A hunter in Germany has put a block of ice containing a fox on show. He claims it fell into the chilly Danube and drowned.
Franz Stehle explained that the block containing the fox was extracted from the ice in January 2017 and put on display outside his family's hotel in Fridingen. Hes says it's not unusual for animals to break through the frozen surface of the river in winter, and he's seen a frozen deer and wild boar in the past.
In January 2017, the Department of the Interior shared this eerily beautiful photo on Twitter. Back in 2015, Kelly Preheim, a regular visitor to Lake Andes National Wildlife Refuge, witnessed the startling sight.
Kelly explains the reasoning behind the startling sight of many frozen common carp and a few other fish species. The lake levels were low due to drought. The fish kill was due to depleted oxygen. When thick ice (particularly if it gets covered with snow) forms on a lake's surface, it blocks out the sun, and the algae/plants don't photosynthesize and produce oxygen, thus depleting oxygen levels. If the aquatic plants and algae subsequently die and decompose, this also uses oxygen, further depleting levels, so the fish essentially suffocate from lack of oxygen.
In 2014, a man ice skating on a lake in central Sweden was shocked to find a fox frozen solid after the thin ice had apparently cracked.
The grisly find was made by 26-year-old Jeffer Sandström, who was hesitant as to whether skating on a lake in Jönköping was a good idea. He didn't hang around to find out whether the fox may had had company during its fatal winter swim. "I just thought 'Whoops, it's time to go home'. If a fox can get it wrong, then so can I," he said.
In 2014, this elk was found frozen solid in the middle of a lake near Bodo in northern Norway, after the ice apparently cracked beneath it as it was trying to cross. Inger Sjøberg, 47, found the animal as she was skating across Kosmo Lakr in Valnesfjord on December 29. She said she believed the elk must have fallen through earlier in the winter before the ice hardened properly. The animal has since become quite an attraction for local children, who come out to look at the frozen carcass.
It almost looks like it is sleeping, but sadly, this little frog will not jump again as it froze solid trying to cross a lake in Norway. It is thought that a sudden rise in temperatures fooled the hibernating amphibian and it ventured out across the lake to find a girlfriend. However, as the lake froze the frog returned to hibernation out in the open and died from the cold.
Photographer Svein Nordrum, 54, discovered the creature while he was out skating on Lake Bindingsvann, just outside of Oslo.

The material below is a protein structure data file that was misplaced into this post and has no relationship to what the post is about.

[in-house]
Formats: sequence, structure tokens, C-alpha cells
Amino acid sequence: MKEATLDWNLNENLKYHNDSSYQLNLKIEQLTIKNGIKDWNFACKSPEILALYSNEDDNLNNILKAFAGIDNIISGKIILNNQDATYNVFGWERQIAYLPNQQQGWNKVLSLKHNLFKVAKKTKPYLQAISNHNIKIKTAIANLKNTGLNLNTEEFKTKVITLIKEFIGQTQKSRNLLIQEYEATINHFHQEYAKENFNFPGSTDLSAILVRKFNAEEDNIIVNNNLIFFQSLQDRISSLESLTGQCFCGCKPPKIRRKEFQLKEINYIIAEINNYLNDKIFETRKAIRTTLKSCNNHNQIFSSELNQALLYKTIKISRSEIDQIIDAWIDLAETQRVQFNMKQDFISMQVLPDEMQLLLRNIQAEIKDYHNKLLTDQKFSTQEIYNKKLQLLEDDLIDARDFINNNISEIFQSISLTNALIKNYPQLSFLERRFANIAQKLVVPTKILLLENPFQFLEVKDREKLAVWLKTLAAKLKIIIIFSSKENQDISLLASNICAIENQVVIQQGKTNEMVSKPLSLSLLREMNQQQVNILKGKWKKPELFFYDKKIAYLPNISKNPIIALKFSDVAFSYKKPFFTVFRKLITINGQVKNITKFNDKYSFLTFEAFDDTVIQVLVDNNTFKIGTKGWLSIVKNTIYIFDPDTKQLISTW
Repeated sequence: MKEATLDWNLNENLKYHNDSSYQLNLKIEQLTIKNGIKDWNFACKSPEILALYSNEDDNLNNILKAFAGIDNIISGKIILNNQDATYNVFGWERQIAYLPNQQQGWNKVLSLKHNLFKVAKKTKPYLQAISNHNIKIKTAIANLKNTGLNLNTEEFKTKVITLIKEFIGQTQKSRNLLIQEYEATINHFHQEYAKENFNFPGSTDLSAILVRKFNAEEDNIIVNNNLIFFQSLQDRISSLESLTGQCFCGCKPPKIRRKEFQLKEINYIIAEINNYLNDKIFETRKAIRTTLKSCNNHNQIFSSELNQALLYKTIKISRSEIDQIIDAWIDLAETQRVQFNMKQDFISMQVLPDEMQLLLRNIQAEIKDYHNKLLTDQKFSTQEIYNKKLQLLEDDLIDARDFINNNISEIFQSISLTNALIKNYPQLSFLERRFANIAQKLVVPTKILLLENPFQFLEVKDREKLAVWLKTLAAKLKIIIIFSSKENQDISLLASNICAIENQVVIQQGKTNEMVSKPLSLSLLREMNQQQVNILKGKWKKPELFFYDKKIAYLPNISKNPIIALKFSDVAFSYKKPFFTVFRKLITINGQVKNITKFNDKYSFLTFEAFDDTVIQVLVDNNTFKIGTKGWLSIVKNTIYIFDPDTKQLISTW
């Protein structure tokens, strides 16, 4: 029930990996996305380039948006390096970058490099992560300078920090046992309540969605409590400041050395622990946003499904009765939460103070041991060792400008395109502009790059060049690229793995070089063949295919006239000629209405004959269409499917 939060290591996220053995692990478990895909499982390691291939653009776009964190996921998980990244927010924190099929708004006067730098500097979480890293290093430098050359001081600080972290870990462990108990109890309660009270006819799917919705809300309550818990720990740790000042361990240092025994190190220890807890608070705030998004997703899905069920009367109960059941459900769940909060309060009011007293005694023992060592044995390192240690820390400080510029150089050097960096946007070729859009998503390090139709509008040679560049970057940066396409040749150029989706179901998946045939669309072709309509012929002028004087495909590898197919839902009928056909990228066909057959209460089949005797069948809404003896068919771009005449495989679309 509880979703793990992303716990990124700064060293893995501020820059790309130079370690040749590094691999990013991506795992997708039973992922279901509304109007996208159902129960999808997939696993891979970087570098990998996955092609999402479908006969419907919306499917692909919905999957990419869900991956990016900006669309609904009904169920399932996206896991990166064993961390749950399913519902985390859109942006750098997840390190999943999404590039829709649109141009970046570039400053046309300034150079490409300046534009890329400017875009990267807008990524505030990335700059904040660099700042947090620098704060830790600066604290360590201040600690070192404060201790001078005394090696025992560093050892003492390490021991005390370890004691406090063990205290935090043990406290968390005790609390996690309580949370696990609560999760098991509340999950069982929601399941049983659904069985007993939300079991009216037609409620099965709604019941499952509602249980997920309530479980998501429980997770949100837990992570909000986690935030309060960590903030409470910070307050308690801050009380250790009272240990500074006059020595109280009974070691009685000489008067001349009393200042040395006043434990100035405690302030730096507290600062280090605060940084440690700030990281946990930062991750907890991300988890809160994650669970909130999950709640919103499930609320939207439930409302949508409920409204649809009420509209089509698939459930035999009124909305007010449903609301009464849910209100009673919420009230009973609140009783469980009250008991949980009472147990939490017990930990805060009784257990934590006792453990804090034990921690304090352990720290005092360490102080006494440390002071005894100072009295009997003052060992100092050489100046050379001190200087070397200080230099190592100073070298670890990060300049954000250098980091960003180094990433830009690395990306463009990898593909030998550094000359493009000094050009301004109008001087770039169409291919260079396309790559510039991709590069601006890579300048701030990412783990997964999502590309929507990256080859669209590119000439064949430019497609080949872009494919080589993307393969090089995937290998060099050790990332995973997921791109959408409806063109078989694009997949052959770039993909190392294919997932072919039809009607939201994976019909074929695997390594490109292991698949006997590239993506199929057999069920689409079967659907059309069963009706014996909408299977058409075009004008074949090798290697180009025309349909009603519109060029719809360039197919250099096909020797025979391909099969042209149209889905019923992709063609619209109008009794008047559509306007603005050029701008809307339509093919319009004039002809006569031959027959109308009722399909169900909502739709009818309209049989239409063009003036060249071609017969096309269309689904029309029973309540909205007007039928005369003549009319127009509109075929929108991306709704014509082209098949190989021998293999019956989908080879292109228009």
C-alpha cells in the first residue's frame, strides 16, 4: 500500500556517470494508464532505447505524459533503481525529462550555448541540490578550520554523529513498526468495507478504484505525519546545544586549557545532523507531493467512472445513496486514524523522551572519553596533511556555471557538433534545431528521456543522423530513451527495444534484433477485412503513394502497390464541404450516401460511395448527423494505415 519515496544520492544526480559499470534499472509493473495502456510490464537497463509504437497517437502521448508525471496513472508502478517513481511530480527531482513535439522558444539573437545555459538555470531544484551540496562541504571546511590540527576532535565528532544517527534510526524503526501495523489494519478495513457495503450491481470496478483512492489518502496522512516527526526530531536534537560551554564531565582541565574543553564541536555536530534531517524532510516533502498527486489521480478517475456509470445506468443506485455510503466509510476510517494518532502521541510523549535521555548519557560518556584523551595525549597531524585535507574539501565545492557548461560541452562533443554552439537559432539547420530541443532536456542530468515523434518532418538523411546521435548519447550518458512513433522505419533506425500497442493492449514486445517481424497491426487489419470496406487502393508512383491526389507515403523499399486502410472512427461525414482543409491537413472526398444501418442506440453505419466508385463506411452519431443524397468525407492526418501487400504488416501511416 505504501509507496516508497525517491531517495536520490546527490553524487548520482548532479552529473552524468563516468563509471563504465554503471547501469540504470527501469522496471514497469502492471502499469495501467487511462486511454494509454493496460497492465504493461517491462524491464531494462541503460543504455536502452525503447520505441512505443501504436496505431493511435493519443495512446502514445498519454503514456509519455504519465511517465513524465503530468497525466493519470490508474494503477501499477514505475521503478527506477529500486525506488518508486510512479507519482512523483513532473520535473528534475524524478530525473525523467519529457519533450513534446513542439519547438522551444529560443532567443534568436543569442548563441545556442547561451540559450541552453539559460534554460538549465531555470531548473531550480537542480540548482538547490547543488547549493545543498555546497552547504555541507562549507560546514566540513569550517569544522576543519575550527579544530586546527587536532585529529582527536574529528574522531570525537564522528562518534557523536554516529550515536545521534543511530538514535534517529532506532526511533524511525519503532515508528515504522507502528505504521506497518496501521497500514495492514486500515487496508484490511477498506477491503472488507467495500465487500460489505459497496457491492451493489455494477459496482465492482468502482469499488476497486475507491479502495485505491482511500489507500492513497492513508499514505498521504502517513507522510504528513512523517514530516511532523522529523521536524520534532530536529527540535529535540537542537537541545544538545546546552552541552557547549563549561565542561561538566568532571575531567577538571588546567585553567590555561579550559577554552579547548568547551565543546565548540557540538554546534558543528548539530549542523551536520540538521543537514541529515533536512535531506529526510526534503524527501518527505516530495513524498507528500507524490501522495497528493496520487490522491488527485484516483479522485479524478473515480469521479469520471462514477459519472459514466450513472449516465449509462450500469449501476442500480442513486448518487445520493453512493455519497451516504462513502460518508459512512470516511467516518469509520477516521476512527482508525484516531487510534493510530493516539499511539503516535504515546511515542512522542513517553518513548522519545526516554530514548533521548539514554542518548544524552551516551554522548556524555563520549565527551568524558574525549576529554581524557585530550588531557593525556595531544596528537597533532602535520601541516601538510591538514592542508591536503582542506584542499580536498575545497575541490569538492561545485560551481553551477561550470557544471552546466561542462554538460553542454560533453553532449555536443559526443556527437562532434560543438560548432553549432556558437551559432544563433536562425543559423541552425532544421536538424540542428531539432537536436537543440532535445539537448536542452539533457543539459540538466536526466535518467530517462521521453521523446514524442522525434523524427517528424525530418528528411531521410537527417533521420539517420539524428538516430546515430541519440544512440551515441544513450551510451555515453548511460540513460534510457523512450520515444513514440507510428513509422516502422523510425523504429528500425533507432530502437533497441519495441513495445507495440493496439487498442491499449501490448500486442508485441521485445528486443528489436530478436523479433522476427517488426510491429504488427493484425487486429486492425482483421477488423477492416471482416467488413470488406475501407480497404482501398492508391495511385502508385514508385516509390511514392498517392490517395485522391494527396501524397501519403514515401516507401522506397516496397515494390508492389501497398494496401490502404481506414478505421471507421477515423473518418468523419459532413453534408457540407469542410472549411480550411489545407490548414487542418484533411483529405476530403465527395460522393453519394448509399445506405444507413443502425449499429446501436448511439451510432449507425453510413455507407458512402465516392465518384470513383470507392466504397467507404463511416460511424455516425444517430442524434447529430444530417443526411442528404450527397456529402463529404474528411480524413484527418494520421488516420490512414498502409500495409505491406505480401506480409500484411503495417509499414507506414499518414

After footage of a small herd frozen donkeys in Turkey was released, a rescue team was sent out to take care of them.
The unattended donkeys were found in a rural area of Sanliurfa province in southeastern Turkey, which had been experiencing some of the coldest and harshest winter temperatures in the country.
When the team found the donkeys, some of them were so cold they were unable to walk and had to be carried to a truck. They were taken to an animal shelter, housed in a warm stable, fed, and checked by a vet.
During a trek near a remote village on Alaska's western coast in 2016, hiker Brad Webster and his friend discovered two bull moose frozen mid battle. They were found in Unalakleet along the Bering Sea with their antlers locked together.
It was the end of mating season when the moose were discovered. They were most likely fightinh over territory or a female. According to Webster, there's a good chance one of the animals was wounded by the other's antlers and together they drowned in the frigid water.
Retired biologist Bill Samuel at the University of Alberta told National Geographic he has never seen anything quite like this before.
This frozen coyote was spotted by photographer Sabine Caneon. This is exactly how he found the animal—frozen stiff, sitting up, at the side of the road. The photographer explained that the area had been having temps of below -30C for two weeks during the 2008 winter.
During winter 2014 in Norway, a rare phenomenon occurred-ice froze so fast that fish were frozen into it!
Ingolf Kristiansen was on a short walk with his dog along the bay of Lovund, when he stumbled upon what he had never seen before. Cold temperatures and wind that may have triggered a lightning-fast freezing of the bay.
The last item on our list wasn't caused by nature but by men instead. This ice skating rink in Japan featured 5,000 frozen fish embedded in the. The rink, which opened inside Space World amusement park in Kitakyushu, Japan on November 12, 2016, created the fish display in an apparent bid to educate visitors about marine life. However, the park faced a barrage of criticism on social media, with images of the open-mouthed fish beneath the ice prompting widespread accusations of animal cruelty. It was closed just a few weeks after opening.